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Watchdog Makes Emails From California Utility Officials Public

Photo caption:

Photo credit: Associated Press

A massive fire roars through a neighborhood in San Bruno, Sept. 9, 2010.

A searchable website contains more than 100,000 emails and other records that detail the California Public Utilities Commission's dealings with state utility companies over issues such as the shutdown of San Onofre.

Damning documents chronicling the alleged misdeeds of regulators responsible for overseeing California’s utilities can now be found on one website.

A screenshot of the website pucpapers.org.

Los Angeles-based Consumer Watchdog created the online portal. It holds more than 100,000 emails and other documents dubbed the “PUC Papers” outlining the California Public Utilities Commission’s dealings with the state’s powerful energy companies, Gov. Jerry Brown’s office and Wall Street. The nonprofit reports that the goal behind making the material easily accessible to the public is to spark reform.

“We launched the PUC Papers to allow the public, reporters and policymakers to mine it for connections and corruption that have yet to be uncovered,” said Consumer Watchdog President Jamie Court. “This is our citizen science project and we are asking concerned citizens to use it like a telescope to pinpoint corruption in energy regulation in the state and report it.”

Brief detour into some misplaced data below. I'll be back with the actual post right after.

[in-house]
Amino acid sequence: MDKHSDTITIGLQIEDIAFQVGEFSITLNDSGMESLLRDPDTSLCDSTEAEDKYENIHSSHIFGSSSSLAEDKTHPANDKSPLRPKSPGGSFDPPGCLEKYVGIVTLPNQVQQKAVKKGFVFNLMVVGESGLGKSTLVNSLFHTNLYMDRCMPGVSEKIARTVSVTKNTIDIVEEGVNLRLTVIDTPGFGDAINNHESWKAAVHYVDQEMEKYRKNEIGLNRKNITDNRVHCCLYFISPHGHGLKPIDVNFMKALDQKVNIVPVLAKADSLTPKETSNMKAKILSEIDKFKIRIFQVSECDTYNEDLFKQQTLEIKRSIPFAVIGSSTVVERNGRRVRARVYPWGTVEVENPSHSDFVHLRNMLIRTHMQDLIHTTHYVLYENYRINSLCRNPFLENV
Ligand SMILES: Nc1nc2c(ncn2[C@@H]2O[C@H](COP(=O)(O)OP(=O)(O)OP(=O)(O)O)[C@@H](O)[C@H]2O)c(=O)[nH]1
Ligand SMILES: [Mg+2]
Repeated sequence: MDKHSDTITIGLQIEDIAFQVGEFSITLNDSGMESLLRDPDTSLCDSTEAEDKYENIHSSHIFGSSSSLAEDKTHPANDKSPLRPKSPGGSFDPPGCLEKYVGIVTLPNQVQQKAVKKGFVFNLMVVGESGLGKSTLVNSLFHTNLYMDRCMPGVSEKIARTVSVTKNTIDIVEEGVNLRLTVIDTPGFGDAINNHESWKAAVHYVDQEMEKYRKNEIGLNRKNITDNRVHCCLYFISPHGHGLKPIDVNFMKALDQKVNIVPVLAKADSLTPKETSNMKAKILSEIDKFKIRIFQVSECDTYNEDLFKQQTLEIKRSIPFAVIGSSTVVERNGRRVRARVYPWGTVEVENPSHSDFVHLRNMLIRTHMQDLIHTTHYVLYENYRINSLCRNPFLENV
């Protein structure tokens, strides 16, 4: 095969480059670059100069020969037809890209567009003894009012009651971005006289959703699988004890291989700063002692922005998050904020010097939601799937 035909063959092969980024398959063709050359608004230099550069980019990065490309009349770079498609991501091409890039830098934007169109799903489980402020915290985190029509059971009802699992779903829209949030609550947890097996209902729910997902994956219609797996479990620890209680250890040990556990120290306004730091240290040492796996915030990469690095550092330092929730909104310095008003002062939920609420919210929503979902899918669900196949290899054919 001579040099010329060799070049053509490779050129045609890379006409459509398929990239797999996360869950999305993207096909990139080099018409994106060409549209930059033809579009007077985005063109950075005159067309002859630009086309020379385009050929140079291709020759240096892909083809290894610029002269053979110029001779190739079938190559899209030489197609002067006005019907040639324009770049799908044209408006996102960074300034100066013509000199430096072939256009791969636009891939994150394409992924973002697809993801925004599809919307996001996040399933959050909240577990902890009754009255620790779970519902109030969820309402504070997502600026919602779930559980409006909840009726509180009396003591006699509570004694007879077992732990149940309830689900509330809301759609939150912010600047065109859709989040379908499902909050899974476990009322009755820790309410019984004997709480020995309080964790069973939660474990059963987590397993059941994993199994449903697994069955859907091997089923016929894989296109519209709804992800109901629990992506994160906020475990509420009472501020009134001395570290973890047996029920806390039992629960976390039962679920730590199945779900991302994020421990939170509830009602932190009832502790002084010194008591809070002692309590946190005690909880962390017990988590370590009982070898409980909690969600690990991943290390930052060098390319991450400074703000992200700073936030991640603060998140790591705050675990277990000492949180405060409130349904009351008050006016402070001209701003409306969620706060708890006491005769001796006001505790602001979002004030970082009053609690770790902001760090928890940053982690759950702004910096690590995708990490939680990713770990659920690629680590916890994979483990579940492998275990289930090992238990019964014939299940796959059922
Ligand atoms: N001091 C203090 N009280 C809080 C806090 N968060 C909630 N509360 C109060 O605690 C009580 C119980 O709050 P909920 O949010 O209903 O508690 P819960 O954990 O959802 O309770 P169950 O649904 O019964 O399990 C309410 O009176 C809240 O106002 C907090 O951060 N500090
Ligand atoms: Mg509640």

The Consumer Watchdog organization focuses on energy reforms, as well as insurance, health care and other sectors that affect consumers.

Asked for a comment on the creation of the website by Consumer Watchdog, PUC spokeswoman Terrie Prosper said the emails are the thousands the commission posted online to comply with public records requests.

Accusations that the PUC has favored the state’s big energy companies over consumers have dogged the public regulator across the state.

Federal and state investigators opened criminal investigations into the commission’s handling of the 2010 San Bruno natural gas pipeline explosion that killed eight people. Emails showed secret communications about the explosion between pipeline owner Pacific Gas & Electric and former PUC President Michael Peevey. They also revealed close ties between the former regulator and PG&E.

Photo credit: Associated Press

A steady flow of traffic on Interstate 5 in northern San Diego County, June 30, 2011.

Peevey is also under investigation for his back-door communications with Southern California Edison executives following the 2012 radioactive leak at the San Onofre Nuclear Generating Station that shut the plant down. Peevey met secretly with an Edison executive in Poland where they created a framework for a settlement that eventually left customers with a $3.3 billion bill for the plant’s closure.

The PUC decided last month to take another look at that pact.

Questions have also surfaced about whether the PUC could have prevented the Aliso Canyon well leak that released thousands of tons of natural gas into the air and forced thousands to flee their homes in Los Angeles County.

San Diego-based Sempra Energy, parent company of SDG&E, also owns the underground well that was sealed earlier this year.

The leak was the final straw for Assemblyman Mike Gatto. He has called for the PUC to break apart, and its tasks to be divided and assigned to other agencies.

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